Tessa Pavia’s Letter Essay #4: The Sun and Her Flowers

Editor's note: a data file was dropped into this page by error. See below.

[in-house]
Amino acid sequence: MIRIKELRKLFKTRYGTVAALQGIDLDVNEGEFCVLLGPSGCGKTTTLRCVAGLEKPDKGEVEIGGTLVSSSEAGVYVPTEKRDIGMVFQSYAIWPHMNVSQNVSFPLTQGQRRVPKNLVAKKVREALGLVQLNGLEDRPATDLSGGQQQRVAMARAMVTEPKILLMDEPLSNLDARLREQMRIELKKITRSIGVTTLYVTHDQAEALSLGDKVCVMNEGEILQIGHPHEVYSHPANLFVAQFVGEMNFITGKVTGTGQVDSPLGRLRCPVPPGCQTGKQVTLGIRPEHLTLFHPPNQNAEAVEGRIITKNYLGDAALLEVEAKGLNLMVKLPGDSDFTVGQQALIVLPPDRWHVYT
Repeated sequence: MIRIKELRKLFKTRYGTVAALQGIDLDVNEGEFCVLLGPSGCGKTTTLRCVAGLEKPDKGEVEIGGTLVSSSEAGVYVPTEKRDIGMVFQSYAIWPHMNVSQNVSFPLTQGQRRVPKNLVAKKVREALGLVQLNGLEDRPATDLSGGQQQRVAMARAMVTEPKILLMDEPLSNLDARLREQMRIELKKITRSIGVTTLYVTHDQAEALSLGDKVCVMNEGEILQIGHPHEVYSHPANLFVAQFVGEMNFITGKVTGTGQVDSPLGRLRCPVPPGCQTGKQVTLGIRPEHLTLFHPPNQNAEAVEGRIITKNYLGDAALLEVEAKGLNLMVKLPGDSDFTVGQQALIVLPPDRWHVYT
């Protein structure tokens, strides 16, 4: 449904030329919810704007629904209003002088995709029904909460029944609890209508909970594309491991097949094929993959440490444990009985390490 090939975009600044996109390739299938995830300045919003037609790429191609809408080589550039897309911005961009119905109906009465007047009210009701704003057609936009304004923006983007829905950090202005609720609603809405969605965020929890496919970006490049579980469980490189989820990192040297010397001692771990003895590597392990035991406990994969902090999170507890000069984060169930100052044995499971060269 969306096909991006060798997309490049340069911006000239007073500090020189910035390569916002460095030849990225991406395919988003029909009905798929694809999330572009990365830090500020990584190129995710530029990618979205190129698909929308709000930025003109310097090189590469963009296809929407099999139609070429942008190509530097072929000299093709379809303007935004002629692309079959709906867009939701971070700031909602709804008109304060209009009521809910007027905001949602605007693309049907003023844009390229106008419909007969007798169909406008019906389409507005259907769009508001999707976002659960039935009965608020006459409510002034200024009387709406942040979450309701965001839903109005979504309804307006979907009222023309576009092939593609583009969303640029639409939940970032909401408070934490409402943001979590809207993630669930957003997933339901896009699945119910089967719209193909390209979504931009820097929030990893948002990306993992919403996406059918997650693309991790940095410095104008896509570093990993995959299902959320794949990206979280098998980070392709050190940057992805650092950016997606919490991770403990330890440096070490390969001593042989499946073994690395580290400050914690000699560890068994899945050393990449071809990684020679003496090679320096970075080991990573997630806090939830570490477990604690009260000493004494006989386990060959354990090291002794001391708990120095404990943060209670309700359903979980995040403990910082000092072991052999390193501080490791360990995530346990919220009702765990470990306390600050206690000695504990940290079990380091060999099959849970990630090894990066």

Today I am here to write about a book that I have recently completed, the one and only, The Sun and Her Flowers. A 256 page poetry book, published on October 3rd 2017 by Rupi Kaur. Kaur was born in Punjab, India and emigrated to Canada with her family at the age of four. Her mother brought the love of art upon her at a very young age, which resulted in her illustrating,  writing, and publishing both of her books, Milk and Honey, and The Sun and Her Flowers. While these two books are her only main stories that she has written and published, she has also created several coloring books that include short poems. Although Kaur’s career is young, and she only wrote her first book, Milk and Honey, at age 21, she had already received the Goodreads Choice Awards Best Poetry award. The book, Milk and Honey, has received a tremendous amount of popularity in the past year or two. I did hear that this book and that Rupi Kaur is a very big advocate for feminism. While I do believe in equality for everybody, I just haven’t been interested or involved in the topic, so I certainly did not expect myself to want to read this, but I also heard that this story involved many more issues such as depression, insecurities, worth, anxiety, and so much more than that. So, one day when my friends were discussing this book, I mentioned that I have never read the book even though I had the desire to. Little did I know that my friend owned Milk and Honey and the second book that I didn’t even know existed, The Sun and Her Flowers. I do know that Rupi Kaur’s first book is extremely controversial and that some important people reading this may disapprove of children my age reading that book. So, I have decided that the Sun and Her Flowers would be a bit more age appropriate. (Even though people may dislike this book just as much)